Answer Applies to: Minnesota
Replied: 7/3/2013
Chavarro & Gorinshteyn, LLC
Chavarro & Gorinshteyn, LLC | Olesia Gorinshteyn
The adjudicating officer may take a position that this conviction affects your good moral character within the statutory period of 5 years.
Answer Applies to: Georgia
Replied: 7/3/2013
    Vladimir Parizher
    Vladimir Parizher | Vladimir Parizher
    I believe your situation warrants talking to an immigration attorney who might help you to deal with your criminal offenses.
    Answer Applies to: California
    Replied: 7/3/2013
    Law Office of Christine Troy
    Law Office of Christine Troy | Christine Troy
    You need to get a copy of the court disposition, listing your charge, plea and result. Then make an appt with a competent immigration attorney who specializes in criminal issues. You will need to disclose this issue on your application and need to find out now if it will be an issue for you.
    Answer Applies to: California
    Replied: 7/3/2013
    Law Offices of Grinberg and Segal
    Law Offices of Grinberg and Segal | Alexander Segal
    An arrest is not an outright bar to naturalization, but it does impact a finding of good moral character. You would be best advised to have an experienced immigration attorney review the criminal record before filing.
    Answer Applies to: New York
    Replied: 7/3/2013
    Law Office of Bill Travis Klein
    Law Office of Bill Travis Klein | Bill T. Klein
    Your arrest and conviction will definitely be an issue that may prevent your naturalization application from being approved. You should consult with an Immigration Attorney who can walk you through the process and help you decide if you want to apply and when to apply as well as help you prepare the necessary legal paperwork.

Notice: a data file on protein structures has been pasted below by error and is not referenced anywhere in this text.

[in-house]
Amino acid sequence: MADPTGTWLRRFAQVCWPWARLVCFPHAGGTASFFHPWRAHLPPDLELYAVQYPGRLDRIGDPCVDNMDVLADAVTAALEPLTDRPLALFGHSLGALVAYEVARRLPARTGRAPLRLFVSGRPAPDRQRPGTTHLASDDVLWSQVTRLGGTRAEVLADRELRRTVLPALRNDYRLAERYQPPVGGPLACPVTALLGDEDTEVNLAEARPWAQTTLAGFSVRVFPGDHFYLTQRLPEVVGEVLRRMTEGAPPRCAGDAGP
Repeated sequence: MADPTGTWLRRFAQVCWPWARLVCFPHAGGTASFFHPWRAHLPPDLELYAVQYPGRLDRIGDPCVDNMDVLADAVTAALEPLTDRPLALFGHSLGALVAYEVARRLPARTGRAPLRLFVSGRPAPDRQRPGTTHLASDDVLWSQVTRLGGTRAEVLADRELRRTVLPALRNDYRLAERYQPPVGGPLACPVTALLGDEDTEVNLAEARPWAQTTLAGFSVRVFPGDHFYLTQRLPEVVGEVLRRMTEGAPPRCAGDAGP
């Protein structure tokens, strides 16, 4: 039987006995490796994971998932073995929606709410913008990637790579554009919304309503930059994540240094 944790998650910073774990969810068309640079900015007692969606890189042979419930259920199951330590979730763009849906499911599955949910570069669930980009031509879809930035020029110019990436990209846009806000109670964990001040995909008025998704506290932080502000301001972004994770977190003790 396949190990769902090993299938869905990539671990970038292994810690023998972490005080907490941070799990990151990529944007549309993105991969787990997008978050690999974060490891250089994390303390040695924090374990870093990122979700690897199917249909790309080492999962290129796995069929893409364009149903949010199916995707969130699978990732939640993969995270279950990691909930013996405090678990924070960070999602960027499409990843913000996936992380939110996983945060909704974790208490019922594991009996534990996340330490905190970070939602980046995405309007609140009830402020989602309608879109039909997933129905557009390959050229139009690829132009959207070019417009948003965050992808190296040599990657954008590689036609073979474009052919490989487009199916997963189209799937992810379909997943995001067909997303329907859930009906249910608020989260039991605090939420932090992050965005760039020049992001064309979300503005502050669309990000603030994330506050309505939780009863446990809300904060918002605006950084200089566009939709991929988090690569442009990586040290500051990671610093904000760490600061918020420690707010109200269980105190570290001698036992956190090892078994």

Answer Applies to: California
    Replied: 7/3/2013
    Law Office of Eric Fisher | Eric Fisher
    You should wait five years before applying for naturalization.
    Answer Applies to: Colorado
    Replied: 7/3/2013
    Law Office of Pho Ethan Tran PLLC
    Law Office of Pho Ethan Tran PLLC | Pho Ethan Tran
    If this is your only arrest, you are still eligible for naturalization. However, you should wait at least 5 years after the conviction or after the end of your probation, whichever is later, before you apply for naturalization again, because you are required to have good moral character for at least 5 years immediately prior to the filing of your application.
    Answer Applies to: Texas
    Replied: 7/3/2013
    Preston & Brar, LLC | Jesse Brar
    When you apply for naturalization, you have to show "good moral character" as part of the eligibility for naturalization. Shoplifting charge would be a "crime of moral turpitude" under immigration law. However, it seems your conviction is for disorderly conduct, so it might be possible for your to show good moral character with that conviction. Depending on what the court did, that is, if the court on the record said, the charge was being reduced from shoplifting to disorderly conduct because it was your first offense, you may have a problem. But, if the court just found you guilty of or if you pleaded guilty to a disorderly conduct, then are convicted of disorderly conduct, which is not a "crime of moral turpitude" and should not bar you from naturalization. Also, remember, that an admission by you during the interview that you shoplifted would probably bar you. In this sort of case, my advice is to consult with an attorney before you apply for naturalization.
    Answer Applies to: Utah
    Replied: 7/3/2013
    Immigration Law Offices, LLP
    Immigration Law Offices, LLP | Fakhrudeen Hussain
    You will have to wait for 5 years from the date of your conviction to apply for citizenship. If you are married to a US citizen you will have to wait three years from the date of your conviction to apply for citizenship.
    Answer Applies to: California
    Replied: 7/3/2013